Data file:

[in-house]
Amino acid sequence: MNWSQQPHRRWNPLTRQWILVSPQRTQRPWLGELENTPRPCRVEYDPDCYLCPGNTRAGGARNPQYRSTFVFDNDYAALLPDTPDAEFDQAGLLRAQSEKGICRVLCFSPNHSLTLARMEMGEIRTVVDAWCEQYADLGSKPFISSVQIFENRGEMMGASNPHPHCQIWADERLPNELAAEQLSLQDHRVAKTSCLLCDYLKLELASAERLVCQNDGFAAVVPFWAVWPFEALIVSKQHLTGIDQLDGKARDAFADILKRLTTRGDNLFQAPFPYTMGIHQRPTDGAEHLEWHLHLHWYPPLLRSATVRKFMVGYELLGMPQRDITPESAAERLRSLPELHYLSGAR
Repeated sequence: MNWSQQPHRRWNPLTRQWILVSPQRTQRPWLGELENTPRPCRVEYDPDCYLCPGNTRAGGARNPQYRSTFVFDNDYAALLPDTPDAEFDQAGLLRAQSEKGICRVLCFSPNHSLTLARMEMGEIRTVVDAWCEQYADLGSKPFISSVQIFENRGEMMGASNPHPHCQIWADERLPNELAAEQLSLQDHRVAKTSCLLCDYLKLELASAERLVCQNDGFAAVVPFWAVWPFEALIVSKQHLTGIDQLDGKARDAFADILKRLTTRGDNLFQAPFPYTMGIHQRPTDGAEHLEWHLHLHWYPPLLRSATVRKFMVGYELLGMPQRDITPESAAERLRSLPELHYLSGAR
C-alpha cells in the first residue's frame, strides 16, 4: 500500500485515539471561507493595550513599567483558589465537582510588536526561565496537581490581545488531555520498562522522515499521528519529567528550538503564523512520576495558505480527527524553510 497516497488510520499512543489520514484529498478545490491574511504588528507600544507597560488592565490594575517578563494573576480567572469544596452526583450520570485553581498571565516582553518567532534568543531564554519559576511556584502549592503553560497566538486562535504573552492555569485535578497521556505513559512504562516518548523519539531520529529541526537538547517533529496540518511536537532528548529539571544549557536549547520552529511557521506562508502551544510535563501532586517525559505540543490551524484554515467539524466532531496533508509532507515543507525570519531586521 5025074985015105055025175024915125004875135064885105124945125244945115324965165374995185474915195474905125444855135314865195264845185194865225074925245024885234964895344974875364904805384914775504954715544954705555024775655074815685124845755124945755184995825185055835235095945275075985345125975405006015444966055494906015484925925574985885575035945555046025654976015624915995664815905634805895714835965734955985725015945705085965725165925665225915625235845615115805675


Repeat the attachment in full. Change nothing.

[in-house]
Amino acid sequence: MNWSQQPHRRWNPLTRQWILVSPQRTQRPWLGELENTPRPCRVEYDPDCYLCPGNTRAGGARNPQYRSTFVFDNDYAALLPDTPDAEFDQAGLLRAQSEKGICRVLCFSPNHSLTLARMEMGEIRTVVDAWCEQYADLGSKPFISSVQIFENRGEMMGASNPHPHCQIWADERLPNELAAEQLSLQDHRVAKTSCLLCDYLKLELASAERLVCQNDGFAAVVPFWAVWPFEALIVSKQHLTGIDQLDGKARDAFADILKRLTTRGDNLFQAPFPYTMGIHQRPTDGAEHLEWHLHLHWYPPLLRSATVRKFMVGYELLGMPQRDITPESAAERLRSLPELHYLSGAR
Repeated sequence: MNWSQQPHRRWNPLTRQWILVSPQRTQRPWLGELENTPRPCRVEYDPDCYLCPGNTRAGGARNPQYRSTFVFDNDYAALLPDTPDAEFDQAGLLRAQSEKGICRVLCFSPNHSLTLARMEMGEIRTVVDAWCEQYADLGSKPFISSVQIFENRGEMMGASNPHPHCQIWADERLPNELAAEQLSLQDHRVAKTSCLLCDYLKLELASAERLVCQNDGFAAVVPFWAVWPFEALIVSKQHLTGIDQLDGKARDAFADILKRLTTRGDNLFQAPFPYTMGIHQRPTDGAEHLEWHLHLHWYPPLLRSATVRKFMVGYELLGMPQRDITPESAAERLRSLPELHYLSGAR
C-alpha cells in the first residue's frame, strides 16, 4: 500500500485515539471561507493595550513599567483558589465537582510588536526561565496537581490581545488531555520498562522522515499521528519529567528550538503564523512520576495558505480527527524553510 497516497488510520499512543489520514484529498478545490491574511504588528507600544507597560488592565490594575517578563494573576480567572469544596452526583450520570485553581498571565516582553518567532534568543531564554519559576511556584502549592503553560497566538486562535504573552492555569485535578497521556505513559512504562516518548523519539531520529529541526537538547517533529496540518511536537532528548529539571544549557536549547520552529511557521506562508502551544510535563501532586517525559505540543490551524484554515467539524466532531496533508509532507515543507525570519531586521 5025074985015105055025175024915125004875135064885105124945125244945115324965165374995185474915195474905125444855135314865195264845185194865225074925245024885234964895344974875364904805384914775504954715544954705555024775655074815685124845755124945755184995825185055835235095945275075985345125975405006015444966055494906015484925925574985885575035945555046025654976015624915995664815905634805895714835965734955985725015945705085965725165925665225915625235845615115805675